SPARSHOLT, Edmund (d.1416), of Sparsholt's Court, West Hendred, Berks.

Published in The History of Parliament: the House of Commons 1386-1421, ed. J.S. Roskell, L. Clark, C. Rawcliffe., 1993
Available from Boydell and Brewer

Constituency

Dates

Feb. 1388
Jan. 1404
Apr. 1414

Family and Education

prob. yr. s. and event. h. of John Sparsholt (d.1360) of Sparsholt’s Court by his w. Maud. m. Christine, 1da.

Offices Held

Tax surveyor, Berks. Dec. 1380.

Commr. to put down rebellion, Berks. Dec. 1381, Mar., Dec. 1382; of inquiry, Berks., Glos. Mar. 1399 (Fitzwaryn estates), Berks. Aug. 1400 (rights of Henry IV’s sister Elizabeth to the manor of Ardington), Nov. 1402 (Fitzwaryn estates), Oct. 1409 (forfeited goods); array Dec. 1399, Sept. 1403; to suppress sedition May 1402.

Sheriff, Oxon. and Berks. 9 Nov. 1395-1 Dec. 1396.

J.p. Berks. 16 May 1402-July 1404, 4 Sept. 1413-d.

Biography

Coming from the family which had owned a manor in West Hendred since the 13th century, Edmund would appear to have been a younger brother of William (b.c.1341), the son and heir of John Sparsholt, who died in 1360, for he himself succeeded to this manor by 1381, when assessed at 8s. for the poll tax (of which he was a surveyor). He also acquired some of the family property in Sparsholt, a few miles to the west, as well as an interest in land at West Lockinge. In 1412 his holdings in Berkshire were to be assessed for the purposes of taxation at £20 a year.1

At the elections held in Berkshire for the Parliament of November 1384, Sparsholt acted as mainpernor for the knights-elect, Richard Brouns* and John Arches*, both of whom lived in the same part of the county as himself. Far less satisfactory were his relations with Sir Thomas de la Mare, another close neighbour under the Berkshire downs, where de la Mare owned the manor of Sparsholt. In 1391 James Sparsholt (probably Edmund’s brother) alleged in Chancery that de la Mare and his followers, armed to the teeth, had broken into his property there intending to kill him, and had continued to menace him in such a way that he was unable either to attend services at the parish church or to go about his business unmolested. Edmund was his kinsman’s surety for attendance in court that October, but on the 29th all three parties to the quarrel (de la Mare and the two Sparsholts) were constrained to find sureties under pain of £1,000 that they would keep the peace in future. The Sparsholts’ mainpernors, drawn from the local gentry, included Philip Fitzwaryn, William Golafre*, Robert James* and John Arches, with all of whom Edmund was long to remain on good terms. His friendship with Arches, for example, led to their both acting as trustees of property in London from 1394 to 1396 on behalf of a couple from East Hendred; and that with Robert James caused him to be listed among the witnesses to James’s private transactions on a number of occasions.2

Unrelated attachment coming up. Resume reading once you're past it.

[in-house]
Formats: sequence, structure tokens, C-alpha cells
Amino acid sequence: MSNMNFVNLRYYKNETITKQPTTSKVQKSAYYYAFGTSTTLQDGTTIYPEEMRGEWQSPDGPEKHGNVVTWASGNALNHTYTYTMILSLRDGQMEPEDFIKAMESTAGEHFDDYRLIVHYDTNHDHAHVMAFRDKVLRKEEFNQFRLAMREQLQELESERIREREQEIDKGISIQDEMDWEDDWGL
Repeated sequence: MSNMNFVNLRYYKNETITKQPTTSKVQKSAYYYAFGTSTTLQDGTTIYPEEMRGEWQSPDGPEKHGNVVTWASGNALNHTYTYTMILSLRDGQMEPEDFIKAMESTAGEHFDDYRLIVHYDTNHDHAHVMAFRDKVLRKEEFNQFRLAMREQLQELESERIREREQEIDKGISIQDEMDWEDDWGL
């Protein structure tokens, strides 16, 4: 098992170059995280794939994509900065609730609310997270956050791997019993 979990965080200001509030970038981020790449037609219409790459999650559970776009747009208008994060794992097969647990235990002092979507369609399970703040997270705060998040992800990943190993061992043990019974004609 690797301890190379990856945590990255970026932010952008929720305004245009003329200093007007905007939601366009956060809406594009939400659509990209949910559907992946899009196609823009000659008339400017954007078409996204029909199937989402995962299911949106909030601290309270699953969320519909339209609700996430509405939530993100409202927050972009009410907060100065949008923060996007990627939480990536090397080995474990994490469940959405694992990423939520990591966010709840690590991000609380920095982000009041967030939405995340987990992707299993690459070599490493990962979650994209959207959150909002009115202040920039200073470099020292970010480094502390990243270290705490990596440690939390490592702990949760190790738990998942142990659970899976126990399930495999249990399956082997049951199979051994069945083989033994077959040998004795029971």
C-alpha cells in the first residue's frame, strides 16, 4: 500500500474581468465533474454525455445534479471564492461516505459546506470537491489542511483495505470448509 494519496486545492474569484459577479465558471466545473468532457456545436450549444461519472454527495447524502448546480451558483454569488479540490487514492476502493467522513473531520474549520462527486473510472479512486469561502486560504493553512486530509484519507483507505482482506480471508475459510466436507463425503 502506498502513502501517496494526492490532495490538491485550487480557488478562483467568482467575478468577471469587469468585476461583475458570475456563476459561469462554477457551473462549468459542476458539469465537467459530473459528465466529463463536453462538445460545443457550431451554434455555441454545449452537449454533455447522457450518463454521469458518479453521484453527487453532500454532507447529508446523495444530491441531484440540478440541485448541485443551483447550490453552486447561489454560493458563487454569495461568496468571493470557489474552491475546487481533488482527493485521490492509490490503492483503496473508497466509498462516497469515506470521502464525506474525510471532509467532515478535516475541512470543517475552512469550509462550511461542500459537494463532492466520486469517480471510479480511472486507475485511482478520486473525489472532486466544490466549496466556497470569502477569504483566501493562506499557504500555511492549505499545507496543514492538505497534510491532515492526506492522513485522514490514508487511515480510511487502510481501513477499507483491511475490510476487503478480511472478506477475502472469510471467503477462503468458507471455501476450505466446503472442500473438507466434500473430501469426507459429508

In June 1398 Sparsholt took out a royal pardon, perhaps to escape any unpleasant consequences of his Membership of the Merciless Parliament ten years earlier. The fact that, in April 1399, he witnessed a charter whereby Roger Walden, the archbishop of Canterbury, granted to Richard II the manors of Steventon, Berkshire, and Westbury, Wiltshire, for the endowment of Westminster abbey, need not necessarily mean that he was known personally to Walden; rather it was an indication of his standing in the locality and the proximity of his home to Steventon. Certainly, there is no hint that he was opposed to the deposition of King Richard and the accession to the throne of Henry of Bolingbroke, both of which events he witnessed as a Member of the Commons later in the same year. Indeed, in January following, after the collapse of the earls’ rebellion against Henry IV, he not only took possession on behalf of the government of two horses and other goods belonging to the rebels, but also served as a juror at Oxford castle at the trial for treason of Sir Thomas Blount*. Furthermore, he was described as a ‘King’s servant’ when, in February 1401, he and others received a royal licence to sue for possession of the manor of Harpsden, Oxfordshire, forfeited when another traitor, Sir John Harpeden, had fled to France. (He was most likely acting as a trustee of Harpsden by nomination of a previous owner.) Sparsholt witnessed a charter for the King’s half-brother, Henry Beaufort, bishop of Lincoln, at Oxford in January 1402, and the evidence suggests that he was already included in the circle of close acquaintances formed by the bishop’s cousin, Thomas Chaucer* of Ewelme. He had several dealings with the latter’s friend, John Golafre, whom he accompanied to Parliament in 1407 and 1414. In July 1408 he attested Golafre’s conveyance of the manor of Tidmarsh to feoffees who included Chaucer and Robert James, and in 1412 he himself enfeoffed Chaucer and James, among others, of his property at West Lockinge, apparently so that it might be passed on to Golafre. He was present at the Berkshire elections of May 1413, when Golafre was returned to his sixth Parliament.3

Sparsholt made his will on 7 Aug. 1416, naming his wife Christine as sole executrix. After his death, which occurred some time between 12 Sept. (when he presented to the church at Fifehead Neville) and 2 Dec., the date of probate, he was buried in the graveyard of West Hendred church. His will does not mention any children, but he evidently left a daughter, Alice, the wife of Bernard de la Mare. If, as seems likely, Bernard was a younger son of Sparsholt’s neighbour, Robert de la Mare* (and therefore grandson of his adversary of 1391), the match may well have been arranged with the intention of healing the breach between the two families.4

Ref Volumes: 1386-1421

Authors: Richmond / L. S. Woodger

Notes

  • 1. CIPM, xi. 188; VC